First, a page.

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Experience July/August 2023

Dancing Back from the Grave

Stephen M Terrell


  • Coming to terms with your own immortality.
  • Realizing your body becomes a cadaver, ask your friends and family that when you pass, celebrate that your life was lived and be happy it wasn't you in the casket.
Dancing Back from the Grave Images

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When the editors of Experience told me the theme for this issue was death and asked if that could be the focus of my column, it immediately took me back to the spring of 1974.

It was the spring of my senior year at Ball State University. I’d cooled on plans for law school and grad school in political science in favor of working for a couple of years in journalism. It was, after all, the heyday of Woodward and Bernstein, Watergate, and All the President’s Men.

I sent out resumes and got some interest. My first interview was south of Indianapolis at a small-town daily. I prepared the best I could, got a new suit, and even got a haircut—which in those days was quite a sacrifice.

The managing editor met me in a largely deserted newsroom. He pointed me to a desk and gave me an assignment: write my own obituary.

At 21, I’d never written an obit. Hell, at 21, I didn’t have much to put in one. But I went to work, and 15 minutes later, I handed him my obit with the punchy lead: “Franklin Daily News reporter Stephen Terrell, 21, passed away unexpectedly while working on an assignment for the newspaper.”

I apparently passed the test since I got a job offer.

No stranger to death

But while obituaries were strangers to me, death wasn’t. Two grandparents had died before I was born, and the other two were gone by the time I was 5.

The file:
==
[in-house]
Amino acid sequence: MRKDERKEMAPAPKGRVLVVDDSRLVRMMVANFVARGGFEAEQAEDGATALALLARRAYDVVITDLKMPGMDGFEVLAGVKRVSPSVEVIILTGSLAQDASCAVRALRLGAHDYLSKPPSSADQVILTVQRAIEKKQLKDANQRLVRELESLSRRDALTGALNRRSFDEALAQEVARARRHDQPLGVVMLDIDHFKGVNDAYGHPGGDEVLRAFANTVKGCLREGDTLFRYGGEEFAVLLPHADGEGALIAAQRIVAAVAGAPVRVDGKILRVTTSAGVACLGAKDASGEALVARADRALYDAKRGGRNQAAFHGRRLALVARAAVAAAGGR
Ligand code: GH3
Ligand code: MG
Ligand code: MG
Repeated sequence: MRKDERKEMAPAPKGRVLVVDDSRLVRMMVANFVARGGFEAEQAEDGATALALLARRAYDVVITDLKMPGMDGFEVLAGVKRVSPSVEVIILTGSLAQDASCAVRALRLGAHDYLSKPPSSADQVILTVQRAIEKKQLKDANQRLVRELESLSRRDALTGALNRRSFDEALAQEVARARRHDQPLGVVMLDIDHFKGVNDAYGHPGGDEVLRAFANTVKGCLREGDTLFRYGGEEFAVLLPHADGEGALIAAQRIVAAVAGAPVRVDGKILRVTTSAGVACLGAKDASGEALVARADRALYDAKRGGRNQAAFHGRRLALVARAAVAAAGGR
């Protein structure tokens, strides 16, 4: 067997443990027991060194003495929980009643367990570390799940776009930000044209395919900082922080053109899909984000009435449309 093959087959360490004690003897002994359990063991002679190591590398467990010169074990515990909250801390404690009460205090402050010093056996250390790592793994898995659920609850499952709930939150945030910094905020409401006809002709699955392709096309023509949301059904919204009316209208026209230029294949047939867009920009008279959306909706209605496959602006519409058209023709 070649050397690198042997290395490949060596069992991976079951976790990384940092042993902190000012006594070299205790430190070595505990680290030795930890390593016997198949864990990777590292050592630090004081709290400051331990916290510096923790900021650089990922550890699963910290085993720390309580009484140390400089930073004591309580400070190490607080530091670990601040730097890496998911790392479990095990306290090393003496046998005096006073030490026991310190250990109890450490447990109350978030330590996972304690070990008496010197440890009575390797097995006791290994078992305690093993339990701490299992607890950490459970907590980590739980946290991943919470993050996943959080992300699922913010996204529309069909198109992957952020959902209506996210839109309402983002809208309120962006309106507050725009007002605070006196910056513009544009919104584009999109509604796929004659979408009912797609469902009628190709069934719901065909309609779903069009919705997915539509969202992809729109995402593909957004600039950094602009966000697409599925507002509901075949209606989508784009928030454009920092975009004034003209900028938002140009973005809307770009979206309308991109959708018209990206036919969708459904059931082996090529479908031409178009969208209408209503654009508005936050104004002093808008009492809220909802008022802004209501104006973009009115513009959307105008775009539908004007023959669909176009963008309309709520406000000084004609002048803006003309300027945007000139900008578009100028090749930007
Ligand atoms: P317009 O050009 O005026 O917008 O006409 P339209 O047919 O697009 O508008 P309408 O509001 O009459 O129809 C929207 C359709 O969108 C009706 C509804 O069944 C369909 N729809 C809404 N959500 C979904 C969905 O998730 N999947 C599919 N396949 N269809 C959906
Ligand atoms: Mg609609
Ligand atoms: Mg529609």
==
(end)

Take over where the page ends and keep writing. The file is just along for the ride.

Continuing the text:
My maternal grandmother was the first dead body I saw. I still vividly recall her body in a flower-draped casket in the parlor of her house on Brotherton Street. Calling hours were still often held at homes rather than funeral parlors, as they were called.

With much older parents, deaths among my uncles and aunts were regular occurrences from the time I was little. Heck, one aunt, a mother of two, died in 1919. Living in rural Indiana, with no knowledge of nutrition and little available medical care, uncles, aunts, and cousins died from stroke, heart disease, and the effects of alcohol and tobacco. One cousin died of suicide in his teens and another in a construction accident.

Auto accident fatalities were all too common. A neighbor (and my brother’s father-in-law) died when thrown from his car in the pre-seatbelt age. Another neighbor and my best friend’s uncle tried to beat a train and lost.

My cousin Sam, serving in the Navy, died in a muscle car he bought with his reenlistment bonus. Another cousin’s wife died in a car crash, followed a few years later by his son, who died in a separate accident. A classmate and third baseman on my 8th grade baseball team was run down by a reckless driver. And on a Saturday night, after a dance, four teenage boys in my neighborhood wrapped their car around a tree at more than 100 mph, killing all four.

In all, I can count nearly 30 people I’ve known who died in car crashes.

Why not me?

Maybe it was something about our neighborhood. In a baby boom on Eastwood Avenue, four children were born to four families within six months of each other. Now, at age 70, I’m the only one left.

Kenny, who lived two doors away, died at age 13 in a hunting accident. Carol, who was my 5-year-old girlfriend, died in her late 40s of cancer. David, with whom I fished, rode bikes, and played every sport that had a ball, died two years ago.